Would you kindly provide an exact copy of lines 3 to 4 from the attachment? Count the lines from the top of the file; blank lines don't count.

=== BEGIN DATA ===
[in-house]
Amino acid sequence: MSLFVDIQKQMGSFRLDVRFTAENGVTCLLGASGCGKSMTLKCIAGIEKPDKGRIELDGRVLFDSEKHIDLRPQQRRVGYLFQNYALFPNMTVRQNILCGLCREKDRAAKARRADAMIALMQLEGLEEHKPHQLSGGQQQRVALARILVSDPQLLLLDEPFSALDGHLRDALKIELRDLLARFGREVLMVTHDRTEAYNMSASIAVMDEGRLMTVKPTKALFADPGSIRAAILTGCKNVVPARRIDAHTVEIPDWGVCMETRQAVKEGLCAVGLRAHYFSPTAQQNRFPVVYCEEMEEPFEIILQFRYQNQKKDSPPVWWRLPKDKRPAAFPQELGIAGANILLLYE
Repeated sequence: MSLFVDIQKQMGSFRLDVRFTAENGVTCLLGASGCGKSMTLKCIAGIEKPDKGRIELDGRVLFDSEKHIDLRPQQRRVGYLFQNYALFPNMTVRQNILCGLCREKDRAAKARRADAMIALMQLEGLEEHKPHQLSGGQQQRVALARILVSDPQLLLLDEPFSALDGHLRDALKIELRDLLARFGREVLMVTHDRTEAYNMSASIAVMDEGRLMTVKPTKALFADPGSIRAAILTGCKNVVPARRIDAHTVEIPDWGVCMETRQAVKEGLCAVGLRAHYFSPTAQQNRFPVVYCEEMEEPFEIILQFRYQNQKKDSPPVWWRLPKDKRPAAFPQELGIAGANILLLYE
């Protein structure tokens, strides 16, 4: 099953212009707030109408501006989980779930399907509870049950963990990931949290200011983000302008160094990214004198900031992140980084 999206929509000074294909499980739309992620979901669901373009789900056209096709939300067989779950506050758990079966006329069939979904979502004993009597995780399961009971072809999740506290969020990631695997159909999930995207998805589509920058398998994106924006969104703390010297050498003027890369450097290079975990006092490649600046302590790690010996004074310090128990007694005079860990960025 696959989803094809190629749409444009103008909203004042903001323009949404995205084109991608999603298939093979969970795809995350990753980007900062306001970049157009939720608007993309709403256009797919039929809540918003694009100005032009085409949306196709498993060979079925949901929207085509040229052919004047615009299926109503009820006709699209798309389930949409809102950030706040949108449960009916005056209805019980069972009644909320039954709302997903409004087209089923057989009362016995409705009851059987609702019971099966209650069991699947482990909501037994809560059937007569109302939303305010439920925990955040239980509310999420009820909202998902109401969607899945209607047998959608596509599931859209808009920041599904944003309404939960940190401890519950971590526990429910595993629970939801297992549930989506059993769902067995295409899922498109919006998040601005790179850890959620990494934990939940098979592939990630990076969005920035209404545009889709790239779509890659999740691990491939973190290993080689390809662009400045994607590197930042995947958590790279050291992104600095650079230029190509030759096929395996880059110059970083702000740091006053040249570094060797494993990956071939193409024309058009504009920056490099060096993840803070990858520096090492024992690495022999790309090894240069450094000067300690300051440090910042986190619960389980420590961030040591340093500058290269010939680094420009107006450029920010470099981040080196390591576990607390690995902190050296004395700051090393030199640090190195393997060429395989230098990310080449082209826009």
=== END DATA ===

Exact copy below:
Repeated sequence: MSLFVDIQKQMGSFRLDVRFTAENGVTCLLGASGCGKSMTLKCIAGIEKPDKGRIELDGRVLFDSEKHIDLRPQQRRVGYLFQNYALFPNMTVRQNILCGLCREKDRAAKARRADAMIALMQLEGLEEHKPHQLSGGQQQRVALARILVSDPQLLLLDEPFSALDGHLRDALKIELRDLLARFGREVLMVTHDRTEAYNMSASIAVMDEGRLMTVKPTKALFADPGSIRAAILTGCKNVVPARRIDAHTVEIPDWGVCMETRQAVKEGLCAVGLRAHYFSPTAQQNRFPVVYCEEMEEPFEIILQFRYQNQKKDSPPVWWRLPKDKRPAAFPQELGIAGANILLLYE
């Protein structure tokens, strides 16, 4: 099953212009707030109408501006989980779930399907509870049950963990990931949290200011983000302008160094990214004198900031992140980084 999206929509000074294909499980739309992620979901669901373009789900056209096709939300067989779950506050758990079966006329069939979904979502004993009597995780399961009971072809999740506290969020990631695997159909999930995207998805589509920058398998994106924006969104703390010297050498003027890369450097290079975990006092490649600046302590790690010996004074310090128990007694005079860990960025 696959989803094809190629749409444009103008909203004042903001323009949404995205084109991608999603298939093979969970795809995350990753980007900062306001970049157009939720608007993309709403256009797919039929809540918003694009100005032009085409949306196709498993060979079925949901929207085509040229052919004047615009299926109503009820006709699209798309389930949409809102950030706040949108449960009916005056209805019980069972009644909320039954709302997903409004087209089923057989009362016995409705009851059987609702019971099966209650069991699947482990909501037994809560059937007569109302939303305010439920925990955040239980509310999420009820909202998902109401969607899945209607047998959608596509599931859209808009920041599904944003309404939960940190401890519950971590526990429910595993629970939801297992549930989506059993769902067995295409899922498109919006998040601005790179850890959620990494934990939940098979592939990630990076969005920035209404545009889709790239779509890659999740691990491939973190290993080689390809662009400045994607590197930042995947958590790279050291992104600095650079230029190509030759096929395996880059110059970083702000740091006053040249570094060797494993990956071939193409024309058009504009920056490099060096993840803070990858520096090492024992690495022999790309090894240069450094000067300690300051440090910042986190619960389980420590961030040591340093500058290269010939680094420009107006450029920010470099981040080196390591576990607390690995902190050296004395700051090393030199640090190195393997060429395989230098990310080449082209826009």